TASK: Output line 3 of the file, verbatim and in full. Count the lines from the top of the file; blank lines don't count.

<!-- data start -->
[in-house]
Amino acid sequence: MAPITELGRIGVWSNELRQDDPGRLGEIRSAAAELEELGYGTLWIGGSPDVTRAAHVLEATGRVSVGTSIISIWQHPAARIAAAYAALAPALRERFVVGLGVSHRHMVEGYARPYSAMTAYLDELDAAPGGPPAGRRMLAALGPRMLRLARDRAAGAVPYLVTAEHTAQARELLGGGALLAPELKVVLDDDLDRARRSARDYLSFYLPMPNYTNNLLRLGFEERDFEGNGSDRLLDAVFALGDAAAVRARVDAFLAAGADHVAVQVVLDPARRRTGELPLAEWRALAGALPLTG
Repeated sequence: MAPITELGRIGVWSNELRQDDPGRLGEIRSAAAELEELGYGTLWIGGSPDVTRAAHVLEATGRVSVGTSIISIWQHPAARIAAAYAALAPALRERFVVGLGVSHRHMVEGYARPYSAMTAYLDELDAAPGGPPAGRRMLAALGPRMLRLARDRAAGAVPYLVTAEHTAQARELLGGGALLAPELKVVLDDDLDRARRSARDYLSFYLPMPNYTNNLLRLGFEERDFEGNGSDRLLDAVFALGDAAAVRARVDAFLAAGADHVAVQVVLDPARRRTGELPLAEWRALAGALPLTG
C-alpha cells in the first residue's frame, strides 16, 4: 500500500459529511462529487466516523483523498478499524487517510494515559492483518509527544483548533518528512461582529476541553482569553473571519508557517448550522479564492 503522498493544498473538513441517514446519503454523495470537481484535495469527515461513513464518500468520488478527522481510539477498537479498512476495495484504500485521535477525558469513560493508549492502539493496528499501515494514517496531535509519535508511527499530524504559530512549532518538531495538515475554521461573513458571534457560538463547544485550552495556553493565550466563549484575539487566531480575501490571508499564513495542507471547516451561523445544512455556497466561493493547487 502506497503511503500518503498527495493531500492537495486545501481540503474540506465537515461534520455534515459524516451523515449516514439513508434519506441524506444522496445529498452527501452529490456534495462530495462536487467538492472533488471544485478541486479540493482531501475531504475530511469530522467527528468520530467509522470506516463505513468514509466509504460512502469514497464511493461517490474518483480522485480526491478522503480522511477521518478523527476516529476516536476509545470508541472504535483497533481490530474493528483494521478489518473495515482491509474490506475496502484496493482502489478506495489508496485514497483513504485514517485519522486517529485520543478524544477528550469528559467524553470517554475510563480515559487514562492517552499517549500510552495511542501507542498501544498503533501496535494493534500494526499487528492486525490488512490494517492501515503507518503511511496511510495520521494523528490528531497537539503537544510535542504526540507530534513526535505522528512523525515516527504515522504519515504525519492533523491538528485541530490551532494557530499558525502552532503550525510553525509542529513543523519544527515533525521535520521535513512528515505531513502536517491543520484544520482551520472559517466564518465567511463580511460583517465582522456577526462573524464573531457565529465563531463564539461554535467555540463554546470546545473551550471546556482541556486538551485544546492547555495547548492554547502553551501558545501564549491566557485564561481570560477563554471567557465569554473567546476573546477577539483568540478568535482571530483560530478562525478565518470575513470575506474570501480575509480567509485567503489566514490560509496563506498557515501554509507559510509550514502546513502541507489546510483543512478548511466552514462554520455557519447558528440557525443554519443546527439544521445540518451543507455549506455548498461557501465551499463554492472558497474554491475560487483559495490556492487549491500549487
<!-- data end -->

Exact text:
Repeated sequence: MAPITELGRIGVWSNELRQDDPGRLGEIRSAAAELEELGYGTLWIGGSPDVTRAAHVLEATGRVSVGTSIISIWQHPAARIAAAYAALAPALRERFVVGLGVSHRHMVEGYARPYSAMTAYLDELDAAPGGPPAGRRMLAALGPRMLRLARDRAAGAVPYLVTAEHTAQARELLGGGALLAPELKVVLDDDLDRARRSARDYLSFYLPMPNYTNNLLRLGFEERDFEGNGSDRLLDAVFALGDAAAVRARVDAFLAAGADHVAVQVVLDPARRRTGELPLAEWRALAGALPLTG